Discover, the last hold-out among the four major credit card issuers, has officially rolled out Apple Pay support for iOS 9 as of yesterday. Discover is certainly making up for lost time with a significant incentive. Similar to other issuers, Discover recognizes the need to encourage usage. Discover cardholders can now earn a 10% Cashback Bonus on all purchases, up to $10,000 of in-store purchases, from now to the end of the year – that’s $1,000! Discover it Miles, Miles, and Escape cardmembers can also earn an extra 10 miles on every in-store dollar spent, up to $10,000. Although the company has yet to email cardmembers with any announcement about the offer or instructions on using Apple Pay, it did respond to a tweet yesterday, confirming “Today is the day! You can now use your Discover card with Apple Pay. Be sure to download iOS9 first.”

Discover may have the right approach when it comes to this latest offering. As with any new technology, adoption requires repeat use to really stick, and such a rich incentive is likely to create a lot of usage among Discover cardmembers over the next few months. According to Mintel’s Consumer Payment Preferences and Behaviors US 2015 report, 69% of US consumers have never used a mobile payment system, but a quarter of those stated they would begin using one if they could get a discount for doing so and 23% would if they could earn rewards.

23% of US consumers who have never used a mobile payment system would do so if they could earn rewards

Apple Pay’s latest list of participating banks now includes over 500 issuers nationwide, with more slated to join before the end of the year. Citizens Bank and E*Trade are among the most recent institutions to announce their support of the contactless payment service. In addition, more than 100 US stores and apps accept Apple Pay, and that list continues to grow. According to Apple CEO Tim Cook, “We’re on track for Apple Pay acceptance at over 1.5 million US locations by the end of 2015.” This growth will be further fueled next month when the Payment Networks’ Liability Shift takes effect in the US, moving the responsibility on to the retailers to upgrade to NFC- and EMV-capable terminals.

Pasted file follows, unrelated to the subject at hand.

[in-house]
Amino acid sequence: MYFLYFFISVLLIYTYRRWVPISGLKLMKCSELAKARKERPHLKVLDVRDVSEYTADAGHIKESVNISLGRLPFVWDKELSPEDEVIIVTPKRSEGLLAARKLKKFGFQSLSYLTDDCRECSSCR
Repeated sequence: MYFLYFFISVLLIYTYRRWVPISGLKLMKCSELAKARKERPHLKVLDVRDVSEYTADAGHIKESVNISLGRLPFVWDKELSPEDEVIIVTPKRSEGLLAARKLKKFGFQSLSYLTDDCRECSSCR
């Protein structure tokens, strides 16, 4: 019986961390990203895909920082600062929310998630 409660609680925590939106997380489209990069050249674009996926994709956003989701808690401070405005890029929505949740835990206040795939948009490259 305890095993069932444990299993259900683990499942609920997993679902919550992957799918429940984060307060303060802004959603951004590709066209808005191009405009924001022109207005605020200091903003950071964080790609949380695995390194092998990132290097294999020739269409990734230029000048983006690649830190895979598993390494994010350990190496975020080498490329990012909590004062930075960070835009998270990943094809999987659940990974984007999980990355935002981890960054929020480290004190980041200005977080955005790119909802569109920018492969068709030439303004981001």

Competition is heating up for Apple Pay with the introduction of Samsung Pay and Android Pay. Samsung Pay, expected to launch at the end of this month, has the advantage of working on any standard magnetic stripe terminal, making it immediately more accepted than Apple Pay. However, it will only work on Samsung Galaxy S6-series devices as well as the Galaxy Note 5 at first. Android Pay, which is essentially an upgrade of Google Wallet, will work across any Android device, giving it the upper hand against Apple Pay and Samsung Pay. With Android Pay you don’t need to download an app or enter a pin, it’s built right into the operating system. It will also prompt you to use a loyalty card or gift card if you have one, which takes away a lot of possible friction from the customer experience standpoint.

At a time when consumer wallets are becoming more and more fragmented, contactless payment systems offer a unique opportunity for one card to truly become a customer’s default payment method of choice, without the card ever leaving their wallet. Consumers are always on the hunt for the next low-cost option, but they also want convenience and security, not to mention rewards. The race is on to increase acceptance levels, both from the consumer and the merchant. There might not be an actual finish line or a clear winner, but the next few months will prove to be an exciting match to watch.

Lily Harder is the Vice President of Research for Mintel Comperemedia. Lily specializes in the financial services industry, researching and presenting on the latest industry trends, competitive intelligence insights and newsworthy developments.

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